I remember the first time I heard the Dub Syndicate album, Tunesfrom the Missing Channel, in 1984. I was used to reggae being somethingearthy and warm, but here was a record that sizzled and popped with weirdsounds, synths, cut up spoken parts, and musical juxtapositions. I was hooked. I hold Adrian Sherwood and his On-U Sound Records label (founded in 1980) in high esteem, and I've always wanted to talk to him about his studio life. Sherwood's work with Tackhead, Dub Syndicate, African Head Charge, Creation Rebel, Mark Stewart, and so many others has changed the face of music. When he reunited with Lee "Scratch" Perry [see interview this issue] to produce the Rainford album, and its dub version, Heavy Rain, I finally got my chance to chat with him long distance.
Photo: Lee & Adrian in a still from the video for "Lies" by Sherwood & Pinch, ft. Lee "Scratch" Perry direction, edit, and effects by Sally Sibbet
I want to talk a little bit about your history. I got the impression that your early work was actually doing live sound system gigs inspired by the Jamaican style, right?
Sound systems? No. To be honest with you, I was a chancer.* I was a massive fan of reggae, James Brown, a lot of the black American funk and dance, Tamla [Berry Gordy's Motown], and everything as a kid. But then I became quite obsessed with reggae. I was lucky enough to get involved in the business through a Jamaican friend who worked for Pama Records in the '60s. I didn't really have a father; he was the person most like a dad to me, ever. He took me under his wing. Eventually I met musicians, cobbled together some releases, and started a little label. We went to do some shows; the first show was at the 100 Club, a famous club on Oxford Street in England.
We had put together a band, all really last-minute, with Prince Far I, a legendary Jamaican DJ, chanting over the top. We were paying [for] a PA, and I was only maybe 19. I was leaning over to him and going, "More hi-hat! More bass! Turn up the vocal!" And he said, "Look, you do it! You do it!" He wasn't rude to me; he was like a chummy rock 'n' roll PA man. But we had a spring reverb, a [Roland] Space Echo or something, and he showed me, "There's the hi-hat, and there's that." I balanced it up, and put a little tiny effect on the snare and on the lead vocal. After the gig, people said, "Wow, that sounded amazing!" I think people had listened to it sound so badly [before]. I didn't know what I was doing! That was it.
You'd done releases? Had On-U Sound started before that?
No. I was involved as a junior partner in the Carib Gems label. Then I started the Hitrun label. After that came 4D Rhythms, and then On-U Sound at the end of 1980.
What were your first recording studio experiences?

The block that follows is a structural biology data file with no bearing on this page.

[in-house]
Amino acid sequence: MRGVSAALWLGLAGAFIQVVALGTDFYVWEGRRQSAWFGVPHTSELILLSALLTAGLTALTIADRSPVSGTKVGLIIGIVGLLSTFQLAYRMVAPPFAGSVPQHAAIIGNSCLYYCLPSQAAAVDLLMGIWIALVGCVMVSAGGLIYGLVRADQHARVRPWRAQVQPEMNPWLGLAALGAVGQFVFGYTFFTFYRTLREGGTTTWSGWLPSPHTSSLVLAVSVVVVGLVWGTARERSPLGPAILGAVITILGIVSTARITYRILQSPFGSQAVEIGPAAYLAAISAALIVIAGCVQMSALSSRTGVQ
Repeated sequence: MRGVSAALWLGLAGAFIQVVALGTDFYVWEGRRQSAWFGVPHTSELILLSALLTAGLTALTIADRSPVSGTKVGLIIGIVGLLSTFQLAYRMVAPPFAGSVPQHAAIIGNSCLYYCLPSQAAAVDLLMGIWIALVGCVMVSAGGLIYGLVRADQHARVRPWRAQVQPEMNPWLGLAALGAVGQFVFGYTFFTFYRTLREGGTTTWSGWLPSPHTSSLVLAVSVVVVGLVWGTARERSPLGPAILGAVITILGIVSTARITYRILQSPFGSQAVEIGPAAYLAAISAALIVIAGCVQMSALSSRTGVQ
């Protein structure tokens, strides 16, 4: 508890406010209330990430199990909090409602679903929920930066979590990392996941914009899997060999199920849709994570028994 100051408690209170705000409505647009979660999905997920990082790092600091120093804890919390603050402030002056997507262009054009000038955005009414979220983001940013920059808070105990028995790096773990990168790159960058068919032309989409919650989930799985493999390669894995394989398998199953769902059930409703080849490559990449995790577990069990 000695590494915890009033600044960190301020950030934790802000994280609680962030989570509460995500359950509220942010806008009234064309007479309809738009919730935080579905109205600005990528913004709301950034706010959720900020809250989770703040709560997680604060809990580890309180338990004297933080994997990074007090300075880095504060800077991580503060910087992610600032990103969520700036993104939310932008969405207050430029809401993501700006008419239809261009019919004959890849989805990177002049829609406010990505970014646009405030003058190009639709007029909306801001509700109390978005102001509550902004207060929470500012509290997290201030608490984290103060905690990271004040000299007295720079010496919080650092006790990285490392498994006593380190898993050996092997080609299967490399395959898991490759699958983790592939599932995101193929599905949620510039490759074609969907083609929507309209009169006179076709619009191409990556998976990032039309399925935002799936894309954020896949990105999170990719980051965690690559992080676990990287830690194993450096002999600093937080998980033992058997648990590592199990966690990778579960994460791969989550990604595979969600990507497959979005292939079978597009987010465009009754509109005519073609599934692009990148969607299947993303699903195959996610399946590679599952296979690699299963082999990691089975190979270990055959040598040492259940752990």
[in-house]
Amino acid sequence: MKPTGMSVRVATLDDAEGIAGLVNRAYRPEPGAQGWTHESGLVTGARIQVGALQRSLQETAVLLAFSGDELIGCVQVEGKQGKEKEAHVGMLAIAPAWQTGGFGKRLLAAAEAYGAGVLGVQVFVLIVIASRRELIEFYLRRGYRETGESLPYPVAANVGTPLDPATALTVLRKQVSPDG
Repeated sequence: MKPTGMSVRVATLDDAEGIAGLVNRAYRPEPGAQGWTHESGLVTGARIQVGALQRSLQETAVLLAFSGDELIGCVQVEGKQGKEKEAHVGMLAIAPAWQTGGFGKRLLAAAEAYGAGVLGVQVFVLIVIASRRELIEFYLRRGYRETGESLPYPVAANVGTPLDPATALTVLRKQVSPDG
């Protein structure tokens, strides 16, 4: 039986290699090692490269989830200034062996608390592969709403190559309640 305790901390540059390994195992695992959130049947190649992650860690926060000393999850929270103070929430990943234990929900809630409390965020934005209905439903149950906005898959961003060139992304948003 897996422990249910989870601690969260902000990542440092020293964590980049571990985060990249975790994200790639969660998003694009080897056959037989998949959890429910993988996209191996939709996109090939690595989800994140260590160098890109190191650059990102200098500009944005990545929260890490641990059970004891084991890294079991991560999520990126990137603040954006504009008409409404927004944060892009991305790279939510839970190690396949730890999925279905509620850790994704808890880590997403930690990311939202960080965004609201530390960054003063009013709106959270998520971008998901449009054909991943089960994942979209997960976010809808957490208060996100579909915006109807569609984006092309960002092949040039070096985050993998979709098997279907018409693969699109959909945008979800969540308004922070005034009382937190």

My first studio one was through meeting artists. People always wanted me to run a session, and try and make some money however they could. I saved up. One of the people I was working for was called [Anthony] "Chips" Richards, who's a famous Jamaican character. He arranged for me to go into the studio with Dennis Bovell, who did The Slits, The Pop Group, and other records as well. I paid the musicians, and I hummed the bass lines to a bass player. I made an album called Dub from Creation [by Creation Rebel]. That was my first venture. I did it thinking, "Well, if I lose the 200 pounds I'm spending, it's not the end of the world. I'll have some fun!"
You're not a traditional musician, as far as playing an instrument, correct?
No, I'm not.
I love the idea of humming bass lines.
Traditionally with dub, one takes a song and deconstructs it; stretch it out, add effects, and drop instruments out. But you've always made new creations built to be dub tracks.
Pretty much, yes. I was involved in the whole dub scene, in one way or another, from very early on. We used to license tapes from Jamaica in the mid-'70s, when I was in my teens. A lot of the dub was created by record labels in London – they saw that there was a market for it. I was involved with that. Someone would come over, like [Henry] "Junjo" Lawes or one of the producers, and would have loads of dub versions left over from their songs. Those albums, Scientist Meets... whoever or whatever, they weren't real albums. People don't actually know it. Chris [Cracknell] at Greensleeves [Records] put them together and gave them the names. He basically took a load of dubs that had been mixed by Scientist [see interview this issue]. These people would evoke your imagination: King Tubby, Keith Hudson, Augustus Pablo, Scientist, and King Jammy. What Chris did, he put together these albums and said, "Oh, Scientist Meets... whatever," with funny sleeves, and people think...